Mark Twain, in an interview today, spoke about hazing at West Point, and denounced the practice as a brutal one and men who indulge in it as bullies and cowards. Why, he said, the fourth class man who is compelled to fight a man from the first class hasn't a show in the world, and it is not intended that he should. I have read the rules provided to prevent such practices, and they are wholly deficient, because one provision is omitted. I would make it the duty of a cadet to report to the authorities any case of hazing which came to his notice; make such reports a part of the vaunted West Point 'code of honor' and the beating of young boys by upper class men will be stopped. I am not opposed to fights among boys as a general thing. If they are conducted in a spirit of fairness, I think it makes boys manly, but I do oppose compelling a little fellow to fight some man big enough to whip two of him. When I was a boy, going to school down in the Mississippi Valley, we used to have our fights, and I remember one occasion on which I got soundly trounced, but we always matched boys as nearly of a size as possible, and there was none of the cowardly methods that seem to prevail at West Point.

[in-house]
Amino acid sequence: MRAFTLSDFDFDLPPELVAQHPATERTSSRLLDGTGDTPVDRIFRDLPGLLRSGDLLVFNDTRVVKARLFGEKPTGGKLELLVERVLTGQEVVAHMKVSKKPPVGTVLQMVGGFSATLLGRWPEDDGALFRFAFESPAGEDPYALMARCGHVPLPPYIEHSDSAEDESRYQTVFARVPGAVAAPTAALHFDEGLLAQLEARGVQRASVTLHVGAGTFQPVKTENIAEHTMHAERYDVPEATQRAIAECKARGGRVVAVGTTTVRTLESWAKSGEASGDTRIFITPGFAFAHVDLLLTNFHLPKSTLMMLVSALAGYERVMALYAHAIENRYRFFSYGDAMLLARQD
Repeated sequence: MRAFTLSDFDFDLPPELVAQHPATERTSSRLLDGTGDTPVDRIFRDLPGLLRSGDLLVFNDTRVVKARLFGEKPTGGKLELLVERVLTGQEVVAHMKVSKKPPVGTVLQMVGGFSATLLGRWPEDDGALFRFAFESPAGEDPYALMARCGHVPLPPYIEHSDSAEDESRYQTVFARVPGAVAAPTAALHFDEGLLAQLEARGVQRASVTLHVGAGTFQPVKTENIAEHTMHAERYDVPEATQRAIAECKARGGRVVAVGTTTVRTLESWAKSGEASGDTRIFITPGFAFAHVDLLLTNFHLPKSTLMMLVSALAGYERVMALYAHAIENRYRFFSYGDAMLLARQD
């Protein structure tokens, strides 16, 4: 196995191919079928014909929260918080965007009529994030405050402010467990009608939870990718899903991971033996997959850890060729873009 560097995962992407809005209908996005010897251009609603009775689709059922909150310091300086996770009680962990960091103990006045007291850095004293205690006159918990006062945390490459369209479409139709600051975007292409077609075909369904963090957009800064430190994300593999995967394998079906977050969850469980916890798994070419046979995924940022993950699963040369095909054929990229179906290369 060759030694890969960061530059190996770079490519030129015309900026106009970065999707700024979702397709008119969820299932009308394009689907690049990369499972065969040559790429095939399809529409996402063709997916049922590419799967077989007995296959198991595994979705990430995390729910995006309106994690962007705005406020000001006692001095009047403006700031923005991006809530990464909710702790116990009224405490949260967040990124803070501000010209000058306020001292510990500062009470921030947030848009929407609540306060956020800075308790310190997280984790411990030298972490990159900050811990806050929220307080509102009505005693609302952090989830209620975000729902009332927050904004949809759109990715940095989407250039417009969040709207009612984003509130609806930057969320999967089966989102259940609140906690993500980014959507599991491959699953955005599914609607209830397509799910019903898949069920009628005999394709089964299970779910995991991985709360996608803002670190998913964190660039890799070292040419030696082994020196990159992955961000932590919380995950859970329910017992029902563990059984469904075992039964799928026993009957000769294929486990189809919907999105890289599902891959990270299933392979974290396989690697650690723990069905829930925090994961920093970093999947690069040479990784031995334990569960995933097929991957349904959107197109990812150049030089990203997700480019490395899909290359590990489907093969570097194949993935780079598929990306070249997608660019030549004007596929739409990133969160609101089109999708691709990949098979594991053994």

-Mark Twain, "New York Times", on cadet hazing, January 20, 1901